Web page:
# why does debugger stop on (WaitForSingleObject == WAIT_FAILED)?

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Why does the debugger stop execution and give an error when WaitForSingleObject() is called on a closed HANDLE more than once? when I run my program outside of the VS2010 IDE, WaitForSingleObject(invalid handle) just returns WAIT_FAILED like its supposed to, no matter how many times I call it on the invalid handle. Is there anything actually wrong with calling it on an invalid handle?

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You're not supposed to call WaitForSingleObject on closed/invalid handles. The documentation also states that if a handle you're waiting on is closed, the function's behavior is undefined. The debugger is trying to tell you something is wrong, even if you don't get any errors otherwise. Why are you attempting to call that function on closed handles anyway?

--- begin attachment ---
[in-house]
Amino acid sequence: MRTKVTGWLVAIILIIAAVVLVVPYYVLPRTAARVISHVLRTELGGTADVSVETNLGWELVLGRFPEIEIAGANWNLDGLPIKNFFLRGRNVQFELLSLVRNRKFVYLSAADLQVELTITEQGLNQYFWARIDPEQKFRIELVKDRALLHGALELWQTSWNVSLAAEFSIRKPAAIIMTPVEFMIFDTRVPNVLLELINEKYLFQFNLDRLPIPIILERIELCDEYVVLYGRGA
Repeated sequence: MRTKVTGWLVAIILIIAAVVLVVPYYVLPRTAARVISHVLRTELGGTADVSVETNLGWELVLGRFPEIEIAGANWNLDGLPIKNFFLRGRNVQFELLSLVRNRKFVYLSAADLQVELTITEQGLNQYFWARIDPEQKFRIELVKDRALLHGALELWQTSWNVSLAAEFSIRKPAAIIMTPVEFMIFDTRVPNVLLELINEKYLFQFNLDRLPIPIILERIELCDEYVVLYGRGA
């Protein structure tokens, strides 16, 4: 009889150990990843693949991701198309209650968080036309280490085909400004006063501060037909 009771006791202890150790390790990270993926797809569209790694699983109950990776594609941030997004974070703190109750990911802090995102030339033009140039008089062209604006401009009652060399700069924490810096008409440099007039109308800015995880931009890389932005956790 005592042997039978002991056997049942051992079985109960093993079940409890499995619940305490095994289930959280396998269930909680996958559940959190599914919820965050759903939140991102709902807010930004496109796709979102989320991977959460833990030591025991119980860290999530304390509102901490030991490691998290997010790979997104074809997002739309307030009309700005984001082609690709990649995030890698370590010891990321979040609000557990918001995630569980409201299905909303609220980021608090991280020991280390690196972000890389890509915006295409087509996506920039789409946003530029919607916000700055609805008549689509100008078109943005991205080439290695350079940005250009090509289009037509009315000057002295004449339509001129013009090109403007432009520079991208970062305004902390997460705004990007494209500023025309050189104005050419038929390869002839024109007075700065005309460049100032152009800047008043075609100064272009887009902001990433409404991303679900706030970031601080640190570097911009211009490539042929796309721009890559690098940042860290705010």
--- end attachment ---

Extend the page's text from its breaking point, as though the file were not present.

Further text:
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I am writing a file transfer program that uses a separate thread to send the file

here is some pseudo of my data sending thread:
DWORD WINAPI SendDataProc(LPVOID lpParam){	OpenFile();	ReadChunkFromFile();		//incase the cancel event is triggered from outside of the thread	while(WaitForSingleObject(evtCancelTransfer, 0) != WAIT_OBJECT_0)	{		//wait for socket to be ready		WaitForSingleObject(evtSocketReady, TIMEOUT);				if(SendChunk() == BLOCKED)		{			ResetEvent(evtSocketReady);			continue;		}				if(EOF)		{			CloseFile();			break;		}		else		{			ReadNextChunk();		}	}	return 1;}

now, this thread can either return because the file transfer has completed, or it can return because evtCancelTransfer has been triggered.

I need to:
1) be able to detect whether or not a file transfer is in progress
2) be notified when a transfer ends
3) end the transfer properly at the users command

As far as the transfer ending on its own, I figured that I could put this right at the end of the thread before it returns.
PostMessage(tdata.hOwner, WM_SENDCOMPLETE, NULL, NULL);

then when handling that message, to make sure that the thread is finished,
case WM_COMPLETE:	WaitForSingleObject(hThread, INFINITE);	DoGarbageCleanupForThread();

all this would be fine and dandy if there wasn't the possibility of the transfer having to be canceled in the middle.